Dr. E. Terence Adams (Experimental Pathology Laboratories, Inc., Research Triangle Park, NC, USA) presented three cases of an unusual, incidental skin mass identified in F344/N rats during the Quality Assessment review of separate NTP chronic studies. The location of the masses included the right thorax, left abdomen, and tail. Voting choices and the results included (1) fibroma with sebaceous hyperplasia (13%), (2) fibroadnexal hamartoma (44%), (3) sebaceous trichofolliculoma (32%), (4) sebaceous adenoma (0%), (5) keratoacanthoma with sebaceous hyperplasia (6%), and (6) other (5%). The histomorphologic features of this rat lesion were consistent with fibroadnexal hamartoma as it has been described in dogs. The multinodular masses had multiple, centrally located, variably sized cavities lined by squamous epithelium and bordered by numerous mature sebaceous glands (Figures 8A and 8B). Many cystic structures had intraluminal amorphous material consistent with sebaceous secretion or segments of hair shaft. Surrounding these folliculosebaceous units were dense bands of mature connective tissue and proliferative fibroblasts (Figure 8B). There was no discernable evidence that folliculosebaceous units opened to the surface. Review of the rodent lesion by several pathologists, including a dermatopathologist, generally supported the diagnosis. However, it was suggested during both the review process and the audience discussion that one of the cases may have been a sebaceous adenoma encircled by an exuberant reactive fibrosis. Another point of contention among several pathologists regarded whether the cystic structures might represent dilated hair follicles or sebaceous ducts.
This is the first report of fibroadnexal hamartoma in rats. Quality assessment review of chronic rat studies in this laboratory suggest that these lesions have been previously diagnosed as fibroma despite the presence of proliferative sebaceous glands and cystic follicular structures. Similar microscopic features have been described in the canine fibroadnexal hamartoma (also referred to as fibroadnexal dysplasia, focal adnexal dysplasia, adnexal nevus, or organoid nevus) (Gross et al. 2005) and in a similar human lesion termed folliculosebaceous cystic hamartoma (FCH) (Kimura et al. 1991; Ramdial, Chrystal, and Madaree 1998). Differential diagnoses for fibroadnexal hamartoma are provided in Table 4. Both fibroadnexal hamartoma (canine) and FCH must be differentiated from sebaceous trichofolliculoma, which is also a cystic follicular mass with an abundant sebaceous component. However, sebaceous trichofolliculoma generally develops as a depressed lesion with a surface opening and lacks the exuberant mesenchymal component observed in fibroadnexal hamartoma and FCH.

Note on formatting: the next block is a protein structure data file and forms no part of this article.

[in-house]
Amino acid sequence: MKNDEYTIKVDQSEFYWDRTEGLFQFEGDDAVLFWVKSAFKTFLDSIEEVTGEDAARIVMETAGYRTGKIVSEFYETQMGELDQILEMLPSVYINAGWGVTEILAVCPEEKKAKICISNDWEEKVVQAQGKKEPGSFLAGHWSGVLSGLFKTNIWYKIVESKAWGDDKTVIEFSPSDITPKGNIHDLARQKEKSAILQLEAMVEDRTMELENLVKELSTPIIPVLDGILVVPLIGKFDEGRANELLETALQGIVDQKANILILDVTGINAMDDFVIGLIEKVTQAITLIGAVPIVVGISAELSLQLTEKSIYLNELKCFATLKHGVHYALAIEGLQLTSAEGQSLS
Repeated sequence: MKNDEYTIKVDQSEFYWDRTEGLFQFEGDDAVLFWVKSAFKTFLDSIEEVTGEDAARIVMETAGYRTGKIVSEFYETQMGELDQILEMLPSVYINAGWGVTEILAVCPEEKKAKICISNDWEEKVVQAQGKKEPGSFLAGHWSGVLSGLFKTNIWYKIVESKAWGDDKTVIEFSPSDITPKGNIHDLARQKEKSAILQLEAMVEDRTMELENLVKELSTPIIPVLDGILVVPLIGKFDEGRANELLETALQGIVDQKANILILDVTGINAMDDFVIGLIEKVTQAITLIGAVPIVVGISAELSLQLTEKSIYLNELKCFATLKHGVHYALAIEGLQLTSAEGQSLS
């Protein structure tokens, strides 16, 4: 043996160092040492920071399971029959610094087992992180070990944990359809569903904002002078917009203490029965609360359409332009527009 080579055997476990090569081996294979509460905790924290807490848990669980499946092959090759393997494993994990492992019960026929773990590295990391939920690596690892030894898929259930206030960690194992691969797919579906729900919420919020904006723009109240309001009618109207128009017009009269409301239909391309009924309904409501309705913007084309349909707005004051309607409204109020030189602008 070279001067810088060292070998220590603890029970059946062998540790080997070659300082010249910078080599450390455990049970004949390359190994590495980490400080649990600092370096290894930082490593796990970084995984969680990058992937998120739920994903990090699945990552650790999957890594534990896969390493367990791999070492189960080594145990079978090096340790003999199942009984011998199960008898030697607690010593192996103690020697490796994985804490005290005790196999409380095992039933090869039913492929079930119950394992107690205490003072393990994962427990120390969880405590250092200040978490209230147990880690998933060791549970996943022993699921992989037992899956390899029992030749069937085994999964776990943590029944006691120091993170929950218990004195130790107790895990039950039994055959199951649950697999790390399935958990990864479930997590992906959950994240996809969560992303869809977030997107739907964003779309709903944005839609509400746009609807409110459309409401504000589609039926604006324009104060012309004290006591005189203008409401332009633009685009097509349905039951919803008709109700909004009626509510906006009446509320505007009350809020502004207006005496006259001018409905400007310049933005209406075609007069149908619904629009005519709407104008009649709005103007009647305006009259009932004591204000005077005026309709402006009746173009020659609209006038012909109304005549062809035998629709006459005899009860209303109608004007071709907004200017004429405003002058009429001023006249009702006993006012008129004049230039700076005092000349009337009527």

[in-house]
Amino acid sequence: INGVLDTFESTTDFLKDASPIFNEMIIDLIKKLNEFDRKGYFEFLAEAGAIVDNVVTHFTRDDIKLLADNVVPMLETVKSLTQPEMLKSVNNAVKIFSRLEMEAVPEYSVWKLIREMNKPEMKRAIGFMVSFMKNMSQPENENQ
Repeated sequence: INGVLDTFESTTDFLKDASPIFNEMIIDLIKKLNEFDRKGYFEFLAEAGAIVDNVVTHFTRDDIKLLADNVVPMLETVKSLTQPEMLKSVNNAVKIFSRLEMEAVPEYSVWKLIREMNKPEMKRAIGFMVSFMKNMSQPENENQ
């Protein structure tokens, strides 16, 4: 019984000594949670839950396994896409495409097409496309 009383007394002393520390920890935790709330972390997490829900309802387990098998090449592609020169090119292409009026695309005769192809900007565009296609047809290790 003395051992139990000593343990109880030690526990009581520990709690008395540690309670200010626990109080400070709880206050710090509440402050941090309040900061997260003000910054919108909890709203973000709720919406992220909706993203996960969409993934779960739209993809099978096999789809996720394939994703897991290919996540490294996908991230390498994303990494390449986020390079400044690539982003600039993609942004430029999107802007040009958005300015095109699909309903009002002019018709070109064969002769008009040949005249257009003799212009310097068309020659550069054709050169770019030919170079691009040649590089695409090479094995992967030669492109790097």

Dr. Monique Y. Wells (Toxicology/Pathology Services, Inc., Paris, France) presented a pulmonary vascular lesion in a mouse that was discussed by the INHAND Working Group for nomenclature of non-neoplastic lesions in the cardiovascular system. (The case was submitted to the working group by Dr. Yoshimasa Okazaki.) Dr. Wells first presented the phenotypic characteristics of the MnSOD (manganese superoxide dismutase; SOD2) mouse in which the lesion was found (The Jackson Laboratory, http://jaxmice.jax.org/strain/002973.html [accessed June 15, 2010]) followed by images of the lesion (Figures 9A and 9B). The choices and results were (1) intimal fibrous plaque (41%), (2) organizing thrombus (13%), (3) intramural plaque (19%), (4) arteriosclerosis (3%), (5) intimal cushion (17%), (6) leiomyoma (4%), and (7) “another diagnosis” (3%). The INHAND committee's working diagnosis for this lesion was intramural plaque.
The lesion consisted of a granular, amorphous material with a spindloid cell component located between the endothelium and the tunica media of the affected vessel. A small focus of similar material was evident between the tunica media and the tunica adventitia. Previous publications have used the term “arterial plaque” as the diagnosis (Rehm, Wcislo, and Deerberg 1985; Ernst et al. 1996) and postulated that it represents an organizing thrombus. However, features of the lesion differ from those of compound-related organizing thrombi in pulmonary arteries (Ramot et al. 2010). Another nuance in the interpretation is to clearly identify the vessel of origin, as two kinds of blood vessels coexist in the lung: pulmonary and bronchial (Best and Heath 1961; Kay 1992). The INHAND working groups for the Cardiovascular System and the Respiratory System worked together to ascertain that the lesion involved a pulmonary artery based on several morphologic traits: pulmonary vessels have thin walls in relation to the diameter of the vessel lumen, while bronchial vessels have thick walls and relatively small diameters; the absence of cardiomyocytes in the vessel wall, which is a characteristic feature of pulmonary veins (Figure 9C); and location of the vessel in the interstitial tissue between lung lobes instead of within or closely applied to the wall of a bronchus.